It seems natural for DC schemes to offer both drawdown and lifelong retirement income solutions. With inspiration from the design objectives behind Collective DC, it must possible to design something fit for the 21st century. Here are some thoughts on how to combine the building blocks.
Learning from past mistakes
Forced by the IT bubble bursting, the Dutch begun to transform their DB contracts into a form of variable annuities known as Collective DC. According to modelling done back then, CDC seemed to deliver outcomes similar to DB so it was ‘sold’ to members as an alternative ‘as good as DB’. This was an attractive narrative which avoided the closure of DB, as in most other countries.
An admirable ambition, but the devil in the detail was in the pension administration. In CDC, members were issued ‘pension rights’ in the same way as in DB – but with the difference that CDC rights were soft. This made the system inflexible, and problems arose when CDC schemes became underfunded. It was not clear how the pain should be distributed across different age cohorts in the collective.
Recently, the Dutch decided to reform their pension system. One of the main improvements in the new pension contract was to replace the old ‘pension rights’ with a ‘unit-based’ DC accounting framework.
Inspired by the ambition
How can we deliver the ambition of a lifelong retirement income, that strikes a balance between investment growth and income stability?
Let’s start by picking apart the old school CDC solution. The ambition had three key design objectives; First, the retirement income needed to be affordable – which requires taking financial risks. Second, to prevent a member outliving their savings, the individual longevity risk needed to be pooled. Finally, smoothing investment returns reduced short-term variation in payments.
Since biometric risks are not correlated with financial market risks, it is possible to separate management of investment strategies from longevity risk pooling. It is even possible to allow different investment strategies for the same longevity pool. Introducing individual smoothing mechanisms eliminates opaque transfers between different members in the scheme. Based on these insights, we can combine the building blocks using a modern unit-based DC administration.
A way forward
Old school CDC is not fit for the 21st century. To have a reliable stream of new members entering the CDC scheme, it requires some sort of (quasi-) mandatory participation. It also requires a dedicated organisation, so scale is crucial for success. In addition, each member in the scheme needs to hold the same investment portfolio and there is little flexibility for members.
The main challenge of implementing a new pension solution is operational challenges and costs, not the technical aspects. Today, most people save for their retirement in a DC scheme. In the UK, master trusts have emerged as the preferred multi-employer DC schemes and that is the natural vehicle for delivering a lifelong income to those members who are interested. To do that, it is important that all other members of a master trust are not affected (positively or negatively) by those who chose a lifelong income solution.
Value For Members
The fixed costs of operating the pension scheme have the largest drag on value for members. This is why regulators are so keen on driving consolidating in the DC pension market. A master trust in the UK, of sufficient scale, could offer a lifelong income solution as a complement to their drawdown solution. The marginal cost of adding a lifelong income solution is low.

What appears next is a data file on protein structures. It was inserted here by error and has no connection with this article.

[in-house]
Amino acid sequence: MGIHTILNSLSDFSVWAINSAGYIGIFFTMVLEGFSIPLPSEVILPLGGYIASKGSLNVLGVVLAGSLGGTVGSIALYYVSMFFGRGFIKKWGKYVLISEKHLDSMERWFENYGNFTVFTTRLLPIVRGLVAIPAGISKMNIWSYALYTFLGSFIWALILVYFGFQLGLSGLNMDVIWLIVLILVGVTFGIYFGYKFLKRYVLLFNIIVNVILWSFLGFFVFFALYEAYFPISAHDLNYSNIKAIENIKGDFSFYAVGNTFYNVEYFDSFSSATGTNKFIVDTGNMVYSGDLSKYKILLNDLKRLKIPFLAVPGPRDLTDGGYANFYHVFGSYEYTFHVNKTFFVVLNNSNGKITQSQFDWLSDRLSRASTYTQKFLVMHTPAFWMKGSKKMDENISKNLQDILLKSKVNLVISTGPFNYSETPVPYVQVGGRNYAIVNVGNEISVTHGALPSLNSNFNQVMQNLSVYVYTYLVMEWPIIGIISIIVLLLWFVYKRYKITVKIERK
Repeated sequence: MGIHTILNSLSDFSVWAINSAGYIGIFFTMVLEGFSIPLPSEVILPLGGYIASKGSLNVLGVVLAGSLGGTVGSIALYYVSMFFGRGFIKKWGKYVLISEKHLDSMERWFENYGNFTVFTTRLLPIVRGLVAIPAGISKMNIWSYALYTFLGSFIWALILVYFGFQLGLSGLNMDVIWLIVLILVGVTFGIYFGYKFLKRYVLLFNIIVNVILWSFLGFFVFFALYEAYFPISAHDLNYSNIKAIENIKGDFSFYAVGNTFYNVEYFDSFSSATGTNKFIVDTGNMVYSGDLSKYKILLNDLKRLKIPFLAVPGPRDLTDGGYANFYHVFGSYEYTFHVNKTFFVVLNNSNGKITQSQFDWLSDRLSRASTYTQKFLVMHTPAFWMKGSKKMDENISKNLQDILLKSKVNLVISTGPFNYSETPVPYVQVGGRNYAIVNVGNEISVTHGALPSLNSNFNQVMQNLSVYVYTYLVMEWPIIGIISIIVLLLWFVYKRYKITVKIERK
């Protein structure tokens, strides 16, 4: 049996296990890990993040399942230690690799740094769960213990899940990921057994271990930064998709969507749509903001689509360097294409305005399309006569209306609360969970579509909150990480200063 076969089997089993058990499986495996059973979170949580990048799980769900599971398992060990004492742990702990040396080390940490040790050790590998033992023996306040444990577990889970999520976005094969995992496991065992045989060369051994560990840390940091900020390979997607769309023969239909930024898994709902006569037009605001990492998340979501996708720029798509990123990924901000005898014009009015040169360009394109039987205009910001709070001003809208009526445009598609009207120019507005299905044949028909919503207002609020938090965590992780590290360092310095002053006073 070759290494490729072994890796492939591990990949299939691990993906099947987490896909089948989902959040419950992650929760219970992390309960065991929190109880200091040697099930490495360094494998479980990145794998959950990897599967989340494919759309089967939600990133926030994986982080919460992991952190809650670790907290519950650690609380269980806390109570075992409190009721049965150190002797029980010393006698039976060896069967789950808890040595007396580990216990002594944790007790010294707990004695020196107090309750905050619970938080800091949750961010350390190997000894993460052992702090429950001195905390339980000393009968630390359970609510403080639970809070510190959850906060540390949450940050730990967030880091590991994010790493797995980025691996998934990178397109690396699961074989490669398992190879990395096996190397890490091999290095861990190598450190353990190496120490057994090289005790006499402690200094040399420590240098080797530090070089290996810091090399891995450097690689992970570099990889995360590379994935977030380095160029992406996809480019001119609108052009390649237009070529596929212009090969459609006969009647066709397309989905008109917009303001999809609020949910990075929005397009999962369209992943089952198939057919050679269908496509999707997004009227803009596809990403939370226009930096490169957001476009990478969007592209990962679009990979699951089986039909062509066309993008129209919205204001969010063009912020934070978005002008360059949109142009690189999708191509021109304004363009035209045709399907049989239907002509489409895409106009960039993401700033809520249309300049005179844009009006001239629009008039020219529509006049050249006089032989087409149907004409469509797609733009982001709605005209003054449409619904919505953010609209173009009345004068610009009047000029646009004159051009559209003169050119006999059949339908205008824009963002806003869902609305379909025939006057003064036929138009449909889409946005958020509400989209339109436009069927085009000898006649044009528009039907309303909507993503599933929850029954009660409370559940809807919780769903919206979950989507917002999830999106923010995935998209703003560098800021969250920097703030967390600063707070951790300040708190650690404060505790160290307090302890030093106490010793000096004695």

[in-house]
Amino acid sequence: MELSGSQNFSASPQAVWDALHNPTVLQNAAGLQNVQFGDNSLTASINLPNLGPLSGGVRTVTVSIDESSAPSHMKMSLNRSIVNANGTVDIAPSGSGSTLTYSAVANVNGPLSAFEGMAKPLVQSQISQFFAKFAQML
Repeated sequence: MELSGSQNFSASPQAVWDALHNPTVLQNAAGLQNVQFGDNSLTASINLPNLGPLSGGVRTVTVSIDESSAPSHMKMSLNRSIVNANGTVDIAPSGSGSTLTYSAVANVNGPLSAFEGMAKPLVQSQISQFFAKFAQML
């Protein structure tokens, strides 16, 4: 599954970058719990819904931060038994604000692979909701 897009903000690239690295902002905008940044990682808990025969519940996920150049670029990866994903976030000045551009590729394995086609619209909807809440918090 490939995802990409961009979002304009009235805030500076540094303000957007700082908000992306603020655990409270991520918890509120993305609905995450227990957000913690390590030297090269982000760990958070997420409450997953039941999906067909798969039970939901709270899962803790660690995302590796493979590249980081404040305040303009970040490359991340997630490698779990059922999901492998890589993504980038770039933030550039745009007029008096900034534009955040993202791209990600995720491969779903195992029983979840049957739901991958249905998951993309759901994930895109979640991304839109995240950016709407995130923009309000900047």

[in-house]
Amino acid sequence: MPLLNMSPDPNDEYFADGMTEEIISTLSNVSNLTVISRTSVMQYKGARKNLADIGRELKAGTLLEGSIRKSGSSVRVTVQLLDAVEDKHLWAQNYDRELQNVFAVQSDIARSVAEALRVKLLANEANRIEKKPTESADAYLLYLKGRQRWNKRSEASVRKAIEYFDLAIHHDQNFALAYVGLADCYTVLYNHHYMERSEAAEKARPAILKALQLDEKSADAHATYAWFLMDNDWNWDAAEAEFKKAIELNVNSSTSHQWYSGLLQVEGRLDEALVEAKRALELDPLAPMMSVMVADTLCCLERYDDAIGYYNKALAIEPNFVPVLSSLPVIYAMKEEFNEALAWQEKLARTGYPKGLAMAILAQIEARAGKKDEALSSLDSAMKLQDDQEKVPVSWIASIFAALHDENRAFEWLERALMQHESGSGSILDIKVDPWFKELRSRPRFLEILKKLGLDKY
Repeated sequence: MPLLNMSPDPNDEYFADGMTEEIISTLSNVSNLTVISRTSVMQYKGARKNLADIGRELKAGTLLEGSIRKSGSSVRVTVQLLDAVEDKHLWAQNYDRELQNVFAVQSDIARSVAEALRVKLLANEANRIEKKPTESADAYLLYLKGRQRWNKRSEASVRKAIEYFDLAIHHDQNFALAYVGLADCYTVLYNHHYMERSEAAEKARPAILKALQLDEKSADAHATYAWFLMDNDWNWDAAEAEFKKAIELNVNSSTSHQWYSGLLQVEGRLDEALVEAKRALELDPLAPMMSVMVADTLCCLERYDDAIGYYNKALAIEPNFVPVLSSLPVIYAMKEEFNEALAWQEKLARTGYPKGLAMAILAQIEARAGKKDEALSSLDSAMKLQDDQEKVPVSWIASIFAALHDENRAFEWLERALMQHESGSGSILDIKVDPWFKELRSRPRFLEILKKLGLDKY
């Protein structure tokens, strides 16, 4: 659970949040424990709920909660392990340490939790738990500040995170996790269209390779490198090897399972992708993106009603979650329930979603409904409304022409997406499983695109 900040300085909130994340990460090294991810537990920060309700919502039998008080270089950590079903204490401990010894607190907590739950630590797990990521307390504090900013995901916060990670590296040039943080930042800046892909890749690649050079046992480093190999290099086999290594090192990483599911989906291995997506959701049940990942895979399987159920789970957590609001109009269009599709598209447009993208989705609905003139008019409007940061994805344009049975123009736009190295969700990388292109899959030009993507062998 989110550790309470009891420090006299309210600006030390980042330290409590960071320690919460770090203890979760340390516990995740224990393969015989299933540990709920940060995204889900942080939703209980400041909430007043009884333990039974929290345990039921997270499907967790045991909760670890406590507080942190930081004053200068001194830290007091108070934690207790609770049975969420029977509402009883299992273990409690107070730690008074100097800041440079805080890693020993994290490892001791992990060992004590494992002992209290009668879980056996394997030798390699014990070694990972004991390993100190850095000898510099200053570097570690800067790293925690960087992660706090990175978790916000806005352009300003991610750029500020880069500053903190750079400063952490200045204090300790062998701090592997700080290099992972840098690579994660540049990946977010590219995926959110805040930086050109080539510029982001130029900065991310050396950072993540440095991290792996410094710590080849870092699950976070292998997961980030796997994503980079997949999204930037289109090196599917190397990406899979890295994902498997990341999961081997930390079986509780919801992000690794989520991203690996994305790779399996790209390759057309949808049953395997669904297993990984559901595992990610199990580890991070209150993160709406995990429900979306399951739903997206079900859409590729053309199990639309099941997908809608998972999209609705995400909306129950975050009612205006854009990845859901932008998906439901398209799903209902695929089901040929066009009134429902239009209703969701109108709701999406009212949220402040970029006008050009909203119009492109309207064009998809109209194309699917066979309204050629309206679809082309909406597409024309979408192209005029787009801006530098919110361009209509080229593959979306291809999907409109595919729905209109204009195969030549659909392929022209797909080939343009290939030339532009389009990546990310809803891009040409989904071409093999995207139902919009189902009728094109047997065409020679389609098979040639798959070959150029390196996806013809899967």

Pooling longevity risk
Pooling of longevity risk can be implemented as a separate overlay, since it requires no upfront investment. Longevity pooling is like an insurance, where the savings accounts of those who died within the period are redistributed among those who are alive. The redistribution of mortality gains is based on proven technology, based on actuarial formulas and tables. In a conversation with Richard Fullmer
he hinted it is sufficient to have 500 individuals in a risk pool to reduce variability in micro longevity.
Formula for payments
It is straightforward to calculate the size of the pension payment for each period. It is a formula based on the value of the individual’s account, expected future investment returns, and forecast mortality gains. At the end of each period, realised mortality gains are added to the individual account and income for the next period is calculated. This takes care of short-term volatility, since each member is effectively smoothing with him/herself.
Manage investment risk
The diversified investment portfolio should have a robust trade-off between expected return and risk, since risk in the investment portfolio ultimately determines the magnitude of swings in the pension payments. As longevity risk is pooled separately, it is possible to offer a small range of investment strategies with different risks. The investment strategies could be built using funds already used for the savings phase. This means economies of scale will benefit all scheme members.
Delivering the CDC design objectives for the 21st century
This would be a cost-efficient way of delivering the design objectives of CDC, but in a modern and transparent way. Systemic risks are borne by the individual and the scheme is generationally neutral by design. Most importantly, it can be explained how it works in a non-technical way. In other words, it is the design objectives for CDC adapted for the 21st century.
We know that a lifelong income is not for everyone, but would be a welcome, cost-efficient substitute for traditional annuities. This has already been implemented in other parts of the world. QSuper in Australia created a lifetime retirement income product within their superannuation scheme. Purpose in Canada has a similar design, but delivered as a mutual fund. It is time to think about what could be done in the UK.